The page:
• A foreign national who has already been counted against the cap within the past 6 years and applies for an H-1B visa with a new U.S. employer (including portability) is not subject to the cap.
  • If an H-1B worker is concurrently employed with an exempt and a non-exempt employer, he or she will not be counted toward the cap. If the H-1B worker ceases to be employed in the cap-exempt position, an H-1B petition that is subject to the cap will not be approved if H-1B visa numbers are not available.

Portability of H-1B status to New Employer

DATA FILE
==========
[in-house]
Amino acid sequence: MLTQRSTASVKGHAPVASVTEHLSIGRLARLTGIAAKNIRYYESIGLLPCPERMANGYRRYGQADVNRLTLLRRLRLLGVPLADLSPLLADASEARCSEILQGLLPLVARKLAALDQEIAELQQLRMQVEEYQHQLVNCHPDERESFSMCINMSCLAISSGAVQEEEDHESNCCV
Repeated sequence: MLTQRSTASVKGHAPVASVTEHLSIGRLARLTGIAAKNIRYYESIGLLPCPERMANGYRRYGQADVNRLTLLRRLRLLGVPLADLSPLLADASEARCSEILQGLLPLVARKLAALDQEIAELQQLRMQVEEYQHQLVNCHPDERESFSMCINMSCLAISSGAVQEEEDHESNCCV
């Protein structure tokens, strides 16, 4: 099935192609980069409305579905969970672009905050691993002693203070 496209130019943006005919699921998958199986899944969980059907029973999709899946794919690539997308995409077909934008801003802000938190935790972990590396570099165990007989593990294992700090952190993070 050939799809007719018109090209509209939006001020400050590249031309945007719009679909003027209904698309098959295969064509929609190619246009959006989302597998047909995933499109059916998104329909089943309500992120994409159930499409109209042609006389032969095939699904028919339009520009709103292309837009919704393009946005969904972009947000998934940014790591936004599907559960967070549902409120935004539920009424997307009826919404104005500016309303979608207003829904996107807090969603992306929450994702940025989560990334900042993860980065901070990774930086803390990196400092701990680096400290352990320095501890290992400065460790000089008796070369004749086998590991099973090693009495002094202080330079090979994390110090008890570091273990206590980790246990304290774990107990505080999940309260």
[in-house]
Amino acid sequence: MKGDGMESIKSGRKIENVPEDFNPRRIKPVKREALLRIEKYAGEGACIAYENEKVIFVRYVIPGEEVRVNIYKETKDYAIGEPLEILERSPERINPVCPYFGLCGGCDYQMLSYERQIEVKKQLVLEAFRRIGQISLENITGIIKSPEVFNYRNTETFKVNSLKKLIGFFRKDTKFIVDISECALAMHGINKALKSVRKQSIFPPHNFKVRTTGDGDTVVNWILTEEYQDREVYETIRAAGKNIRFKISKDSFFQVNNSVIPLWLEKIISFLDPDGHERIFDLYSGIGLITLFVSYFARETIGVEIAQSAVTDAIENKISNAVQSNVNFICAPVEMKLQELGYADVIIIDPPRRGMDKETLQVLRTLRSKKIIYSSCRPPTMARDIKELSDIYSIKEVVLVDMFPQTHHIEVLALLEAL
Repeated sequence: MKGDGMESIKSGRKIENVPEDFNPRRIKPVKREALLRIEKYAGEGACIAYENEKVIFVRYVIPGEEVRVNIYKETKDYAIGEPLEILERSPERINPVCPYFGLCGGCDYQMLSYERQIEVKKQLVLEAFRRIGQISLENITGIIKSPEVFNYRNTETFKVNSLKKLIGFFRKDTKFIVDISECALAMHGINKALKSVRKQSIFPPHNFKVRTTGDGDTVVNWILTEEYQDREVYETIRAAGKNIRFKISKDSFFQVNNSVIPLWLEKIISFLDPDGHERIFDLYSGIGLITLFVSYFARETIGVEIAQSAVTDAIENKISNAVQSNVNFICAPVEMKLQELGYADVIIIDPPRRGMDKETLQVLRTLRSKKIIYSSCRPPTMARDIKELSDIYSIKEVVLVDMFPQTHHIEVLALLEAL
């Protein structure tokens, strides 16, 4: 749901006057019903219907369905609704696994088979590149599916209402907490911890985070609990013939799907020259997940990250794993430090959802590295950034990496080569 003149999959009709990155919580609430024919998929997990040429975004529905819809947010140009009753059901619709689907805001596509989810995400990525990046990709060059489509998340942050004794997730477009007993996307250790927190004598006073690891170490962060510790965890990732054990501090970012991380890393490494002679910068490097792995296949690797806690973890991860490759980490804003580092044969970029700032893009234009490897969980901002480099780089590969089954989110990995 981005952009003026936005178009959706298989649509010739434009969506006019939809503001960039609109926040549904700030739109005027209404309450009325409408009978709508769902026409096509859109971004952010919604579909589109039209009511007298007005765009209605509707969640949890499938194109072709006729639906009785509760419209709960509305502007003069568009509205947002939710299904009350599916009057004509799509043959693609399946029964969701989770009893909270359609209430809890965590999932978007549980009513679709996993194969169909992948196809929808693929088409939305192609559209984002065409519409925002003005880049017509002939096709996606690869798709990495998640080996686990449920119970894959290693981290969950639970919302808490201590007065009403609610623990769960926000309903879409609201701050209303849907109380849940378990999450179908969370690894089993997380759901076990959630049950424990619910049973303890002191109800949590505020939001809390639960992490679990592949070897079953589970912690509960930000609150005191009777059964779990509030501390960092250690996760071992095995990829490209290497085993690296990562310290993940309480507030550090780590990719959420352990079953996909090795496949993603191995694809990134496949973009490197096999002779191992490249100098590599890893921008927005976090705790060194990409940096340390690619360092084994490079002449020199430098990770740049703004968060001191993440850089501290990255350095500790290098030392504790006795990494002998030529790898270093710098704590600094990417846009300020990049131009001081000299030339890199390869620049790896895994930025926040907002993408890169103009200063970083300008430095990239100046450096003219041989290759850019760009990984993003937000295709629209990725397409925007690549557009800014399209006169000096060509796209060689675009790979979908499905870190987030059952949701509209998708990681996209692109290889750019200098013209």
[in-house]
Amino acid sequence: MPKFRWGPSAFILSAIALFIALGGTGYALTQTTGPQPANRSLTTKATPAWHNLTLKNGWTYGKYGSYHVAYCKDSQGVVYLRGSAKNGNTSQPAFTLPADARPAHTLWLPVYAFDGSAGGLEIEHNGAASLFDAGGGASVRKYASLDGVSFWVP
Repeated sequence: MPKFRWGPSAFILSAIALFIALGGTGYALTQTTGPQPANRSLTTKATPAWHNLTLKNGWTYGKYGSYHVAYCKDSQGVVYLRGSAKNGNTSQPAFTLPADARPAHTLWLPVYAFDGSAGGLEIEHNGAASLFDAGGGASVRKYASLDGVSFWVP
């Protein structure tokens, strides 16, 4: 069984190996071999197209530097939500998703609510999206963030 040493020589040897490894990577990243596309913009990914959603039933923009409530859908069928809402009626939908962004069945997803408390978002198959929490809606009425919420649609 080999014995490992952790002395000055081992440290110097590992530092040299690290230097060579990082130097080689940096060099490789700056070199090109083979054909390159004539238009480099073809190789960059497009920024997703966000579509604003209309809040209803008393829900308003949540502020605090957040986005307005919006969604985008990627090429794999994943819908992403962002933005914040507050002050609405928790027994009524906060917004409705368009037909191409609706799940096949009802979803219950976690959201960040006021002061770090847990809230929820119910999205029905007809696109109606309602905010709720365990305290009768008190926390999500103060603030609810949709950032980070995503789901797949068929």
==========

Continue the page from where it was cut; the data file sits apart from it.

A person in H-1B status in the United States may accept new H-1B employment with a different U.S. employer upon the filing of a new petition by the prospective employer, as long as (1) the foreign national was lawfully admitted; (2) the new petition is non-frivolous; (3) the new petition was filed before the date of expiration of the previously-authorized period of stay; and (4) subsequent to lawful admission and prior to the filing of the new H-1B petition, the foreign national was not employed without authorization. The H-1B visa holder may port to the new employer even if the I-94 has expired, as long as the former employer filed an extension of status while the I-94 was still valid and the petition is pending at the time of porting. Every H-1B portability petition must separately meet all the requirements for H-1B classification, as well as for extension of status, in order to be approved. Foreign nationals who formerly held H-1B visa status, but are now in another visa status, may not port.